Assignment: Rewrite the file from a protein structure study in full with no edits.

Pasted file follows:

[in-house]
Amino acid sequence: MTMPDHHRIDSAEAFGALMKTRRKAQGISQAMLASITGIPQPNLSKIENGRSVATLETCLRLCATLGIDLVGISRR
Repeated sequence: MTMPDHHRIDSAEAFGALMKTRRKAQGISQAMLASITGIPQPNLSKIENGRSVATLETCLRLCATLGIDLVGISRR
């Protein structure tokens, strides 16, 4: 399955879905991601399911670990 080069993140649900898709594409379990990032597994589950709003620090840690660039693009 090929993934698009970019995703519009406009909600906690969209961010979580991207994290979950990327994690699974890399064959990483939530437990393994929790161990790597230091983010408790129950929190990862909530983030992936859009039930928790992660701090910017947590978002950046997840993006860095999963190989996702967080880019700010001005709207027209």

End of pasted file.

[in-house]
Amino acid sequence: MTMPDHHRIDSAEAFGALMKTRRKAQGISQAMLASITGIPQPNLSKIENGRSVATLETCLRLCATLGIDLVGISRR
Repeated sequence: MTMPDHHRIDSAEAFGALMKTRRKAQGISQAMLASITGIPQPNLSKIENGRSVATLETCLRLCATLGIDLVGISRR
């Protein structure tokens, strides 16, 4: 399955879905991601399911670990 080069993140649900898709594409379990990032597994589950709003620090840690660039693009 090929993934698009970019995703519009406009909600906690969209961010979580991207994290979950990327994690699974890399064959990483939530437990393994929790161990790597230091983010408790129950929190990862909530983030992936859009039930928790992660701090910017947590978002950046997840993006860095999963190989996702967080880019700010001005709207027209």